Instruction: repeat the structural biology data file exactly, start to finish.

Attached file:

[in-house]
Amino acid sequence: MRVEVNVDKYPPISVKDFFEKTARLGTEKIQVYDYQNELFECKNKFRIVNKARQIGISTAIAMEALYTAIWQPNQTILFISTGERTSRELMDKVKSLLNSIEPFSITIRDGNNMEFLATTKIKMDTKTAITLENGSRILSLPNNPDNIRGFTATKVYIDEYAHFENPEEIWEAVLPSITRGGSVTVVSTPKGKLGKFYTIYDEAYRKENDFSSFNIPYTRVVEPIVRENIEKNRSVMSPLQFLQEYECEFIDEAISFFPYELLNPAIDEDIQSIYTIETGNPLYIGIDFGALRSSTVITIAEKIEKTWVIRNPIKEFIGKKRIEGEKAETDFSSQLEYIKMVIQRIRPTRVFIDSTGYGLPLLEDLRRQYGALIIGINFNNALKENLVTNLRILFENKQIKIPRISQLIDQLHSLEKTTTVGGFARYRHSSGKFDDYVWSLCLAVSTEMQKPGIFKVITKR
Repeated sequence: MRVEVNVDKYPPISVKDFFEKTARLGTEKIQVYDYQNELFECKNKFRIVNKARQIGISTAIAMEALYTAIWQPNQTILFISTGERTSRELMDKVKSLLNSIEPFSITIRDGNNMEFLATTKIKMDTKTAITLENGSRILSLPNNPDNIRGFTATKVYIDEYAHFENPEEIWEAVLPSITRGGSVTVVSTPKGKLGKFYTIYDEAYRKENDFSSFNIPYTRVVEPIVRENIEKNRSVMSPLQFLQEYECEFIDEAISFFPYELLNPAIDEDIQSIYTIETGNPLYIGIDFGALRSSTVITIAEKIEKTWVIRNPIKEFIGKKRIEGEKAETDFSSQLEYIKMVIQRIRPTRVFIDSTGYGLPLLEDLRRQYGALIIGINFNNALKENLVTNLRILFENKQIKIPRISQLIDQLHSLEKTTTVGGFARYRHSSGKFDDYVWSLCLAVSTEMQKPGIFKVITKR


[in-house]
Amino acid sequence: MRVEVNVDKYPPISVKDFFEKTARLGTEKIQVYDYQNELFECKNKFRIVNKARQIGISTAIAMEALYTAIWQPNQTILFISTGERTSRELMDKVKSLLNSIEPFSITIRDGNNMEFLATTKIKMDTKTAITLENGSRILSLPNNPDNIRGFTATKVYIDEYAHFENPEEIWEAVLPSITRGGSVTVVSTPKGKLGKFYTIYDEAYRKENDFSSFNIPYTRVVEPIVRENIEKNRSVMSPLQFLQEYECEFIDEAISFFPYELLNPAIDEDIQSIYTIETGNPLYIGIDFGALRSSTVITIAEKIEKTWVIRNPIKEFIGKKRIEGEKAETDFSSQLEYIKMVIQRIRPTRVFIDSTGYGLPLLEDLRRQYGALIIGINFNNALKENLVTNLRILFENKQIKIPRISQLIDQLHSLEKTTTVGGFARYRHSSGKFDDYVWSLCLAVSTEMQKPGIFKVITKR
Repeated sequence: MRVEVNVDKYPPISVKDFFEKTARLGTEKIQVYDYQNELFECKNKFRIVNKARQIGISTAIAMEALYTAIWQPNQTILFISTGERTSRELMDKVKSLLNSIEPFSITIRDGNNMEFLATTKIKMDTKTAITLENGSRILSLPNNPDNIRGFTATKVYIDEYAHFENPEEIWEAVLPSITRGGSVTVVSTPKGKLGKFYTIYDEAYRKENDFSSFNIPYTRVVEPIVRENIEKNRSVMSPLQFLQEYECEFIDEAISFFPYELLNPAIDEDIQSIYTIETGNPLYIGIDFGALRSSTVITIAEKIEKTWVIRNPIKEFIGKKRIEGEKAETDFSSQLEYIKMVIQRIRPTRVFIDSTGYGLPLLEDLRRQYGALIIGINFNNALKENLVTNLRILFENKQIKIPRISQLIDQLHSLEKTTTVGGFARYRHSSGKFDDYVWSLCLAVSTEMQKPGIFKVITKR